Sat Apr  2 11:07:35                             0:04:18                          SCHEDULER     INTERRUPTS     ---------------------------------------------     total_samples           209208         336535           delays <  10 usecs      183575         332310     delays <  20 usecs       11999           3197     delays <  30 usecs        2416            836     delays <  40 usecs        1289            158     delays <  50 usecs         624             25     delays <  60 usecs         492              6     delays <  70 usecs         323              2     delays <  80 usecs         329              1     delays <  90 usecs         280              0     delays < 100 usecs         235              0     total  < 100 usecs      201562         336535 

The SCHEDULER column lists the number of context switches and the INTERRUPTS column lists the number of interrupts.

17.1.4. sc_usage

The sc_usage utility samples system calls and page faults, then displays them onscreen. sc_usage must be run by root or by someone with superuser privileges. The display is updated once per second. You must specify a PID, a command name, or a program to execute with the -E switch. For example, to monitor the Finder, use sudo sc_usage Finder. Figure 17-3 shows the output of running sc_usage on the Finder. Table 17-3 explains sc_usage's output.

Figure 17-3. sc_usage monitoring the Finder


Table 17-3. Information displayed by sc_usage

Item number

Row

Description

1

TYPE

System call type

2

NUMBER

System call count

3

CPU_TIME

Processor time used by the system call

4

WAIT_TIME

Absolute time that the process spent waiting

5

CURRENT_TYPE

Current system call type

6

LAST_PATHNAME_WAITED_FOR

Last file or directory that resulted in a blocked I/O operation during a system call

7

CUR_WAIT_TIME

Cumulative time spent blocked

8

THRD#

Thread ID

9

PRI

Scheduling priority


17.1.5. vm_stat

The vm_stat utility displays virtual memory statistics. Unlike implementations of vm_stat in other Unix systems, it does not default to continuous display. Instead, it displays accumulated statistics.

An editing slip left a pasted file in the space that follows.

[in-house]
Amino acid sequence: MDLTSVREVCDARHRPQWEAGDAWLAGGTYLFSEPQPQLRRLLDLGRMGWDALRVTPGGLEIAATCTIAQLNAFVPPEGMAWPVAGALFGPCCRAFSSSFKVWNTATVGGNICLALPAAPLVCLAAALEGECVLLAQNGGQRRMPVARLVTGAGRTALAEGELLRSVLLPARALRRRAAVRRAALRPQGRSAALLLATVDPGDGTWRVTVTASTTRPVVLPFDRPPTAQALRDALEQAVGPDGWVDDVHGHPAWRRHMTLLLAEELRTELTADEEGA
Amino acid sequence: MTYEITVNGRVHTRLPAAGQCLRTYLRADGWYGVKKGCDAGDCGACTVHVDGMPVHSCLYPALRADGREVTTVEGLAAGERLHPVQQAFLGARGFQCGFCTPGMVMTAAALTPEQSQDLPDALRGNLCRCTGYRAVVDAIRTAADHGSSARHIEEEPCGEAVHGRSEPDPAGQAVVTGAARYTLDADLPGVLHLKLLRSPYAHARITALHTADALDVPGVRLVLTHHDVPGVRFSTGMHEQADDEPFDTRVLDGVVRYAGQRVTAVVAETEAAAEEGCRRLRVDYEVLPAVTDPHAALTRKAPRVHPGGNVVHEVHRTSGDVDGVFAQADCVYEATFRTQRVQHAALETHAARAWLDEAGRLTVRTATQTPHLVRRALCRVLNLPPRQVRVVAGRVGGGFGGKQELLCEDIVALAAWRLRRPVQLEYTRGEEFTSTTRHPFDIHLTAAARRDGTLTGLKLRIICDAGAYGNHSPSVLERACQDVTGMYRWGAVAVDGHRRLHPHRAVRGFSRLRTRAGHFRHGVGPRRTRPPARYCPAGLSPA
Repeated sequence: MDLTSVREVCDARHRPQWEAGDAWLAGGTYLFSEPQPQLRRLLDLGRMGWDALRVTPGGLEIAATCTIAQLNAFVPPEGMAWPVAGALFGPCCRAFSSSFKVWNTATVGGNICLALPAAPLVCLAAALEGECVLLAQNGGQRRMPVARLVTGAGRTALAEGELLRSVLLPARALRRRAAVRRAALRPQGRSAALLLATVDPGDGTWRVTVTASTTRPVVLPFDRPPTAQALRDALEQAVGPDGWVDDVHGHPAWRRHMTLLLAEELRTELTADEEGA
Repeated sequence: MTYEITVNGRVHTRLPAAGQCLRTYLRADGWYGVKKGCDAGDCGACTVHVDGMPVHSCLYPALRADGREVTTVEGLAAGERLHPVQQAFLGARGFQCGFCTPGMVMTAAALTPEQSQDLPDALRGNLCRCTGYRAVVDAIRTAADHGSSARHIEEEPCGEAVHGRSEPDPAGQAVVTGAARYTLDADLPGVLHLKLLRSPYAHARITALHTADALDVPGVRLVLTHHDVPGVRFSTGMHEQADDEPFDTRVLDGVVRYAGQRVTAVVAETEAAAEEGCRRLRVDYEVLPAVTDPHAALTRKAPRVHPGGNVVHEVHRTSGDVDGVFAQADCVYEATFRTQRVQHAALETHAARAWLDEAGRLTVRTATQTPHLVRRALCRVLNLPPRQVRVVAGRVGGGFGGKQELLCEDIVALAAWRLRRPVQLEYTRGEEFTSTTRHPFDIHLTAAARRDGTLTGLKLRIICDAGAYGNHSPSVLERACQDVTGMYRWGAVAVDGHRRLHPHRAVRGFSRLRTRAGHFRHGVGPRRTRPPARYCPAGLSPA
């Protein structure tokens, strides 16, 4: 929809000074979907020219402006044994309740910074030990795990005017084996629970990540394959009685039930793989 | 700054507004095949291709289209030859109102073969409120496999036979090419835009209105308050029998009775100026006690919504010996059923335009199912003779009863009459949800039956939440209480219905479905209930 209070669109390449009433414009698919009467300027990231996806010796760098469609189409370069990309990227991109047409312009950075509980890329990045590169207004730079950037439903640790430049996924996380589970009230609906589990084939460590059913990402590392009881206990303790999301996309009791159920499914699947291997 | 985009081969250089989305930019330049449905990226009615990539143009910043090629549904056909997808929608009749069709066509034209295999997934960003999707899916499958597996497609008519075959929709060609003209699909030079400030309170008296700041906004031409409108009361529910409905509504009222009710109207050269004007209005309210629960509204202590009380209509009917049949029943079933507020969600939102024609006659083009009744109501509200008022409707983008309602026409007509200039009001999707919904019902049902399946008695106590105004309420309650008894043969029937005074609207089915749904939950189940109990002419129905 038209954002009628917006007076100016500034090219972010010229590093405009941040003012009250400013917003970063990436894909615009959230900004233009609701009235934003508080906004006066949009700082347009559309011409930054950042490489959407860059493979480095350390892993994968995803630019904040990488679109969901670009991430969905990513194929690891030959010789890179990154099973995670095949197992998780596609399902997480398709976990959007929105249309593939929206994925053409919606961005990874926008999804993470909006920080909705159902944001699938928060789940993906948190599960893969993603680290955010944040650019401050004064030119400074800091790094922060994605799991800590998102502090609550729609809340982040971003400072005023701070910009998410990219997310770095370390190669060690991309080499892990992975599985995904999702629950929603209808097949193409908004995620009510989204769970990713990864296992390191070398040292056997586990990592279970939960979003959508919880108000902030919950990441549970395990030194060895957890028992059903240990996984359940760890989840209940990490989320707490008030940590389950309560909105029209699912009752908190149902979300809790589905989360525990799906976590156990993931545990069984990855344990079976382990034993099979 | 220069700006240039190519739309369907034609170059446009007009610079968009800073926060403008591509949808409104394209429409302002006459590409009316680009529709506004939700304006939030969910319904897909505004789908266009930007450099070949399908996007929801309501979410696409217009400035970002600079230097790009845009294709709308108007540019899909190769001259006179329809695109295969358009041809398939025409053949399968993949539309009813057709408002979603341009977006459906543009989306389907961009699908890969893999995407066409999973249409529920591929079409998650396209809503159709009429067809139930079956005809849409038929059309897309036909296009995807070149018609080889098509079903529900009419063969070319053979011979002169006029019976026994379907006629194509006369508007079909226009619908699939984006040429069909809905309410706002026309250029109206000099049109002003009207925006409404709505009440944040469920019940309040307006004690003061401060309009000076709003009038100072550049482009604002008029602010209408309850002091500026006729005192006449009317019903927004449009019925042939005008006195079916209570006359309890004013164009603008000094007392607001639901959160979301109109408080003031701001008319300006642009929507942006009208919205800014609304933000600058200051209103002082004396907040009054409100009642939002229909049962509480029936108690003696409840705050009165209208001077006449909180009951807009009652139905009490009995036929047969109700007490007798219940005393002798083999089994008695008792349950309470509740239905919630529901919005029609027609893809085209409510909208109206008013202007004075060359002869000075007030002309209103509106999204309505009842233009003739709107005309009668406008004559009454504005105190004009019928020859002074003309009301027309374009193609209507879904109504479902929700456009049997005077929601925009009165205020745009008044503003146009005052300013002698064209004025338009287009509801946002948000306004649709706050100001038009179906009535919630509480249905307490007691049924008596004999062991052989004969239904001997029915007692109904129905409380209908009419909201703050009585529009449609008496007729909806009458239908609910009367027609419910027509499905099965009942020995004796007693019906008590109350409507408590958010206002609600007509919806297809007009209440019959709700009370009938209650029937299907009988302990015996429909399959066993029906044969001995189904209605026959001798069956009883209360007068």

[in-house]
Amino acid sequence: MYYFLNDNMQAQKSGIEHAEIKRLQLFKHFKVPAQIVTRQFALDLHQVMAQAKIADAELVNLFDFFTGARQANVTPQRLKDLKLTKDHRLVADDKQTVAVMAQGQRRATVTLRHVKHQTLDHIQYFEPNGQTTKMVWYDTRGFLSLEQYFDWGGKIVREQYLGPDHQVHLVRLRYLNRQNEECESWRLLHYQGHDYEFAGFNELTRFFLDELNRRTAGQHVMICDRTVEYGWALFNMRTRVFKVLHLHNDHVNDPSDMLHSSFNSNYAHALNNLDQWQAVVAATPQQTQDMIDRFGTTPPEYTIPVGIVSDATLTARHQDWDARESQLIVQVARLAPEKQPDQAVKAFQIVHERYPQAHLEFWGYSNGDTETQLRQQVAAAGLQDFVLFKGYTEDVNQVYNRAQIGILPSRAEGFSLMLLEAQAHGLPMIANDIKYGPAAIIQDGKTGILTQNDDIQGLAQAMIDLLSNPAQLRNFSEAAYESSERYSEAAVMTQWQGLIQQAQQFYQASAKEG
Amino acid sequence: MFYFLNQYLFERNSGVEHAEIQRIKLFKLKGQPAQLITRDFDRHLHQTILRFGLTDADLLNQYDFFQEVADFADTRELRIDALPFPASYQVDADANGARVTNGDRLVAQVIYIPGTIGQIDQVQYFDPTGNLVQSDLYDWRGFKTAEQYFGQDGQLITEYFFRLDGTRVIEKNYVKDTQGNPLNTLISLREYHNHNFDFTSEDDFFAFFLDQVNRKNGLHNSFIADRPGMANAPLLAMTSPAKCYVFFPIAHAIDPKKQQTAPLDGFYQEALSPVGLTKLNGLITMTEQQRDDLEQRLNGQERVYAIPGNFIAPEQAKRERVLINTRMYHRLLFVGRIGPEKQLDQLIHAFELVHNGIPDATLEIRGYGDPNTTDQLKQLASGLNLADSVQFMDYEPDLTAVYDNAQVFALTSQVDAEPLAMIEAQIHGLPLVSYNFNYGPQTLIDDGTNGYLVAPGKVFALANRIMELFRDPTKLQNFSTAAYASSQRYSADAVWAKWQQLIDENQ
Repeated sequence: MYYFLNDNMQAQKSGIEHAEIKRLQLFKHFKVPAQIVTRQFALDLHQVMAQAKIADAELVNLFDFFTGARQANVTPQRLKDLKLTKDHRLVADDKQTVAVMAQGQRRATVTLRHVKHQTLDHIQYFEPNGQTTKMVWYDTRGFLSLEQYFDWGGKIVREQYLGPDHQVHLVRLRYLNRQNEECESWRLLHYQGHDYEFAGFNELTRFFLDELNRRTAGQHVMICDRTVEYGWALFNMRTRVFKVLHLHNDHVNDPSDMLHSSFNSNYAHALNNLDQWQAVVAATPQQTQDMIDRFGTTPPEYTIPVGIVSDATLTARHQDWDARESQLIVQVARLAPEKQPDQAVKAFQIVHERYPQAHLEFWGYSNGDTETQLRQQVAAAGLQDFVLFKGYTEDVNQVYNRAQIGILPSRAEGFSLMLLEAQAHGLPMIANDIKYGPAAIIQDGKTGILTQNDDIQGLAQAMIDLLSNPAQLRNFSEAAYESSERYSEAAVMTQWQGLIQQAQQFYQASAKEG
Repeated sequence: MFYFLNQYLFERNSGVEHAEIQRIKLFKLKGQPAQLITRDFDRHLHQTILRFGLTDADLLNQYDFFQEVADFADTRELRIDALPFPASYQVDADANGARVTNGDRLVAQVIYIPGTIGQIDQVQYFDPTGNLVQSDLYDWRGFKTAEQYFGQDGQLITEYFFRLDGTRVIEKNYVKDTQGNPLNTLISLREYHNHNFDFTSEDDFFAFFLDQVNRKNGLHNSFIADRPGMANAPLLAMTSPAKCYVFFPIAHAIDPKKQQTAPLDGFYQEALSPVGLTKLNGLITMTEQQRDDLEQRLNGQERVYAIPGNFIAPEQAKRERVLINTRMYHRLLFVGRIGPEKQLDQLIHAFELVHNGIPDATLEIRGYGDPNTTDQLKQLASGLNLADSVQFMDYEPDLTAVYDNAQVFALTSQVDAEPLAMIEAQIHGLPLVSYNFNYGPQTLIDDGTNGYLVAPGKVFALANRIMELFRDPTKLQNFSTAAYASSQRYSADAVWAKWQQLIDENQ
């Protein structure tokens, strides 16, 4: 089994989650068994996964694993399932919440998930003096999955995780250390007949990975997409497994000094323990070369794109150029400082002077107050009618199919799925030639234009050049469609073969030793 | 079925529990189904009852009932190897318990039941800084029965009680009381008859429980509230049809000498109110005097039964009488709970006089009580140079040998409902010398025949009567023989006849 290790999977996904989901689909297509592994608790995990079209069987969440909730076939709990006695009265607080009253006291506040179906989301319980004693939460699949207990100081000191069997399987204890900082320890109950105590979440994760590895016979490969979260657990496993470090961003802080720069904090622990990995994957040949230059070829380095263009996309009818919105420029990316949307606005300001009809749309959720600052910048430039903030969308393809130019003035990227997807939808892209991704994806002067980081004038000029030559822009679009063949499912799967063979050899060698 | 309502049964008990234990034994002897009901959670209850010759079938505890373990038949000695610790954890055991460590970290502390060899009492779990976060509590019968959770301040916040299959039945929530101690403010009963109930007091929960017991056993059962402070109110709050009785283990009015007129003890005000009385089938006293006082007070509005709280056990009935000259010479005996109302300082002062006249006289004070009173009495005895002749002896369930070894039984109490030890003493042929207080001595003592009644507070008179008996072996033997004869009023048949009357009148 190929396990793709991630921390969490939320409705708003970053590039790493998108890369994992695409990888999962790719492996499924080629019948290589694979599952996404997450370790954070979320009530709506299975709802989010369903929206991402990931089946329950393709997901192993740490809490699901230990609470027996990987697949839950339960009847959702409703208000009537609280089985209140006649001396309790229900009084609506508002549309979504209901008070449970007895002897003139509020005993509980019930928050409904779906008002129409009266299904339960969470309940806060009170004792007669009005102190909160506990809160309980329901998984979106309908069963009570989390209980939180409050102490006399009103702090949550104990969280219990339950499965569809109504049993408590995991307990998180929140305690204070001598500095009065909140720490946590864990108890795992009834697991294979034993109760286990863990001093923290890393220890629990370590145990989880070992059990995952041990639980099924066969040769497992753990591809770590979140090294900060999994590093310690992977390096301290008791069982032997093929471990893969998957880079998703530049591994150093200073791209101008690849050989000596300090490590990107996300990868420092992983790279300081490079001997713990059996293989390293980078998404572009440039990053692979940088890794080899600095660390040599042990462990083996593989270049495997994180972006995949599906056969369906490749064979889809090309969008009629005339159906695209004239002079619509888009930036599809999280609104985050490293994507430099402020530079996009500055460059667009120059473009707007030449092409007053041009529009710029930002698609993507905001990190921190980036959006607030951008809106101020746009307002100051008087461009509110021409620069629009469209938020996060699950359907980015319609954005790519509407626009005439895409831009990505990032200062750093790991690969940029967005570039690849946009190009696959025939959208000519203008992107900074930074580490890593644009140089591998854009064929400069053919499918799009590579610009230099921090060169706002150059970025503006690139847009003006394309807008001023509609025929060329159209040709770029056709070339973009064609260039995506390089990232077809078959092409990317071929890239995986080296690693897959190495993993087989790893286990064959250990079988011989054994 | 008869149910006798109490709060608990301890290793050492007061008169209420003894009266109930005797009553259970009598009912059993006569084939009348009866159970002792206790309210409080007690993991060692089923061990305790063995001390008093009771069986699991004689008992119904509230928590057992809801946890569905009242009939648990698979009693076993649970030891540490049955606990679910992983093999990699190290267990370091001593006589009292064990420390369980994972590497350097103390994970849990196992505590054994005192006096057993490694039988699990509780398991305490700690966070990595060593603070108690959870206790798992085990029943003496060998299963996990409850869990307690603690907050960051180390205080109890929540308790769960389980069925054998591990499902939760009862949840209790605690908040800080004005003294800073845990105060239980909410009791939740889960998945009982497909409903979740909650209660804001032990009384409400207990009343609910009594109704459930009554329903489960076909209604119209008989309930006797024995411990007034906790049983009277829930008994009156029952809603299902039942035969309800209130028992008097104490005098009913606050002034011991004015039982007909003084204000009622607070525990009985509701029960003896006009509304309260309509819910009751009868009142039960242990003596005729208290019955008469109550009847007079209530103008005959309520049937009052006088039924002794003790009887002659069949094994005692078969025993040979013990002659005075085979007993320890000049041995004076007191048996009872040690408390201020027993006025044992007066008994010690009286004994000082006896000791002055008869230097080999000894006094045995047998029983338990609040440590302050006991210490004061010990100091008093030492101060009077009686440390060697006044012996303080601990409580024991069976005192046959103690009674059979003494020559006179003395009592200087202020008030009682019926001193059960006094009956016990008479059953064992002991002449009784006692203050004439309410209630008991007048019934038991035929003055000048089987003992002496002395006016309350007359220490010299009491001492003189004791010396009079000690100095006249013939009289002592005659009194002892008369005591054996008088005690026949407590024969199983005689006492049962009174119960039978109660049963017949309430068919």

To obtain a continuous display, specify an interval argument (in seconds), as in vm_stat 1. Figure 17-4 shows the output of vm_stat with no arguments.

Figure 17-4. vm_stat displaying accumulated statistics


Figure 17-5 shows the output of vm_stat 1. Table 17-4 describes the information that vm_stat displays (the item numbers correspond to the callouts in both figures).

Figure 17-5. vm_stat's continuous output


Table 17-4. Information displayed by vm_stat

Item number

Accumulated mode

Continuous mode

Description

1

Pages free

free

Total free pages

2

Pages active

active

Total pages in use that can be paged out

3

Pages inactive

inac

Total inactive pages

4

Pages wired down

wire

Total pages wired into memory (cannot be paged out)

5

translation Faults

faults

Number of times vm_fault has been called

6

Pages copy-on-write

copy

Number of faults that resulted in a page being copied

7

Pages zero filled

zerofill

Number of pages that have been zero-filled

8

Pages Reactivated

reactive

Number of pages reclassified from inactive to active

9

Pageins

pagein

Number of pages moved into physical memory

10

Pageouts

pageout

Number of pages moved out of physical memory


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    Mac OS X Tiger for Unix Geeks
    Mac OS X Tiger for Unix Geeks
    ISBN: 0596009127
    EAN: 2147483647
    Year: 2006
    Pages: 176